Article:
Sleep homeostasis and circadian rhythms regulate when we feel alert and when we feel tired and fatigued. These two processes are at the core of many models addressing the regulation of fatigue and performance (Achermann, 2004). There are other factors that influence our level of fatigue (e.g. quality of sleep the previous night, level of activity, levels of interest in the task being performed, lighting).
Nevertheless, sleep homeostasis and circadian rhythms are the strongest factors influencing our level of alertness.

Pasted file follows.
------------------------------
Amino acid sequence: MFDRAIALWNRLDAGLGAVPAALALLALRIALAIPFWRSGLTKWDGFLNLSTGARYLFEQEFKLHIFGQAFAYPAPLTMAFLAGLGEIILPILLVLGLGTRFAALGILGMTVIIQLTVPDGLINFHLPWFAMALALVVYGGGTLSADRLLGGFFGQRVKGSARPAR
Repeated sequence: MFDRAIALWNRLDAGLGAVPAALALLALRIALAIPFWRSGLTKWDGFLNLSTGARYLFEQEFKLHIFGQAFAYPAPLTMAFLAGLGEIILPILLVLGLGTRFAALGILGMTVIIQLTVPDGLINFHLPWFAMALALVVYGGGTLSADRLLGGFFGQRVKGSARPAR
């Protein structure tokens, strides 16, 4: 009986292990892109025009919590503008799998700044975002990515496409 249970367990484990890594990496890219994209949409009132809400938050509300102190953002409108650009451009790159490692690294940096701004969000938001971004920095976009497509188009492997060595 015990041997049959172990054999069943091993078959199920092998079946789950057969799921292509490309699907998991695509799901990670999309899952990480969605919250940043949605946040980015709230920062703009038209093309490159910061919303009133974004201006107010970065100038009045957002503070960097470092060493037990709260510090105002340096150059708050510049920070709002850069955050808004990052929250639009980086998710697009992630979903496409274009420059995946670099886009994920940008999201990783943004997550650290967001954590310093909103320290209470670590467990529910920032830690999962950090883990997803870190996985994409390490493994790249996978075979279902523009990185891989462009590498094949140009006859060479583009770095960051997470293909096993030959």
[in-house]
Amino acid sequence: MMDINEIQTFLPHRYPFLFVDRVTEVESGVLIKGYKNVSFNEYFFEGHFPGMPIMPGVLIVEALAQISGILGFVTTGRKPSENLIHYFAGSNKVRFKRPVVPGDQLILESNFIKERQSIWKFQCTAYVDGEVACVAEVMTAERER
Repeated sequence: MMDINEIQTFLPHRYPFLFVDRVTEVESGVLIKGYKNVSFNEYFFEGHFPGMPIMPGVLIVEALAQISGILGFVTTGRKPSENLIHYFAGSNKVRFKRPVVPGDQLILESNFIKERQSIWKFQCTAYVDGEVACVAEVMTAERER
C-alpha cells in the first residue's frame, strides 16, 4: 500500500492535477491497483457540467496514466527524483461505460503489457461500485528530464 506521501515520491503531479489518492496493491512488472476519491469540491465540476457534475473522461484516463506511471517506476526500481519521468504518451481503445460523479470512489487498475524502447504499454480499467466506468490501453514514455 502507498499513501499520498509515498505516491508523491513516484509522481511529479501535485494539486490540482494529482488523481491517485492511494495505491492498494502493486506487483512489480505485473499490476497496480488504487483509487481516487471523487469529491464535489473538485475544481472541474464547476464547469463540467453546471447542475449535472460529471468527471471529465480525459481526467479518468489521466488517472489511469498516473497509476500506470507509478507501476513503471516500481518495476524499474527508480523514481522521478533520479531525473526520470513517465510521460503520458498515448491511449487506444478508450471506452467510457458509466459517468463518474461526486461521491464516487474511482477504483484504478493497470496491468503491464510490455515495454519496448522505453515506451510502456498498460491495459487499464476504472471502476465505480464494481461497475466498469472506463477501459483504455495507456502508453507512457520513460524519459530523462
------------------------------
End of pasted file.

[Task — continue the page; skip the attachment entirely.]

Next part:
Sleep homeostasis is the amount of time awake since the last period of sleep. obviously, workers are going to feel more tired if they have not slept in the last 16 hours than if they had just woken up from a nap an hour ago. A related factor is the cumulative effects of suboptimal periods of sleep over extended periods of time. Two nights with four hours of sleep each produce ‘pathological’ levels of sleepiness. Periods of recovery sleep are essential to allow a return to ‘normal’ levels of alertness. After seven days of only five hours of sleep each night, one full night of sleep followed by a day-time nap returned measures of sleepiness and fatigue to pre-restricted levels (Carsakadon and Dement, 1981).